Antibodies FAQs

A antigen is a foreign agent that infects a person or animal and causes them to become sick. Antigens can be virus or bacteria Our bodies fight antigens with proteins called antibodies. Antibodies stop the antigens from infecting other cells in our bodies by locking on the the virus and killing it.

Cool Facts

  • Viruses are not alive, they need a host (a person or animal) to reproduce.
  • Your body has a library of antibodies, it remembers every antibodies it makes!!
  • You can only be infected by the same antigen once. This is why you will only get the chicken pox once!!!!
  • When we are infected by a virus or certain types of bacteria our bodies produce many different antibodies, but only one will help us to get better!!


Q: What does an antibody look like?

A: An antibody looks like a Y, it is made up two chains a heavy chain and a light chain. The heavy chain looks like a Y and the light chain is located along the top part of the Y that spreads out.


Q: Why are antibodies different for each antigen?

A: Antibodies are specific to each antigen, just like a lock and a key. At the top of each antibody is an area called the variable region, this region is different for each antibody and is specific for fighting each different type of antigen. When you get a cold, a virus, your body looks through its antibodies to see if any of them are the proper key used to kill the cold virus. If you do not have the right “key” you body makes new antibodies to fight the antigen. Hopefully your body will produce the right key quickly!!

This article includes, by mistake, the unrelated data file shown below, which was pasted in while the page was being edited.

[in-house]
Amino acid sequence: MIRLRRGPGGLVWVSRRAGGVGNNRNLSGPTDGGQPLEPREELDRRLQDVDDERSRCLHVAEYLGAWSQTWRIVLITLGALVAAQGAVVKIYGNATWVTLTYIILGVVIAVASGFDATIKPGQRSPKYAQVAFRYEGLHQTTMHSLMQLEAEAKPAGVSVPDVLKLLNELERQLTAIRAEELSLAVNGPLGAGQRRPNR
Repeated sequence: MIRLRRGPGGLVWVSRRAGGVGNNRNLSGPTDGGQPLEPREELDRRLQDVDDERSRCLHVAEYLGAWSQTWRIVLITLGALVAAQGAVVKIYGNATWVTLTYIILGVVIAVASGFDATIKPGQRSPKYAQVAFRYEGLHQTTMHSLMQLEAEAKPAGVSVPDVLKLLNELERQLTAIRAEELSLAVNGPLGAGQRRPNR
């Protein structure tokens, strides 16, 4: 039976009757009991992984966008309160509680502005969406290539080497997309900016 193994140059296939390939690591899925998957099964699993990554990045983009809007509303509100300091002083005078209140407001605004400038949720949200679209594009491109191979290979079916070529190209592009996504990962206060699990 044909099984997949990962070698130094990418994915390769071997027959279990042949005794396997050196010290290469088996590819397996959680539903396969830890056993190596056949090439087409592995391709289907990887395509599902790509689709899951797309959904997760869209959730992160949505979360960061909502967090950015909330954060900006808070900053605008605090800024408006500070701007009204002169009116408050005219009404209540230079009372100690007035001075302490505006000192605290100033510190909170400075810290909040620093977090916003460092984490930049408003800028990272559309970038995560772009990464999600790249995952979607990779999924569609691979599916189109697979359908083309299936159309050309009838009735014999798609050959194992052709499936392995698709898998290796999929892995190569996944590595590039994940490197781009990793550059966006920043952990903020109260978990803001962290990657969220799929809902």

Q: How does a flu shot stop me from getting the flu?

A: A flu shot contains a small amount of inactive flu virus. Your body does not know that the virus is inactive and begins to produce antibodies against that strain of flu. If you catch the flu your body already has the antibody meaning you will not get sick.


Q: Why do I need a new flu shot every year?

A: When our bodies produce antibodies they are very specific to each virus or bacteria. Each year the influenza virus that gives us the flu is slightly different meaning we need new antibodies specific to that strain of the virus to keep us healthy.


Relevance to our lives:

Anyone who ever had the flu or gets a common cold knows that antigens such as viruses impact our lives. While there is no cure for a those viruses we have found ways to stop the spread of more dangerous antigens, like polio and small pox, which used to cause many people to die. We have made vaccines that you receive when you are young that help you produce antibodies that will protect you from those antigens.


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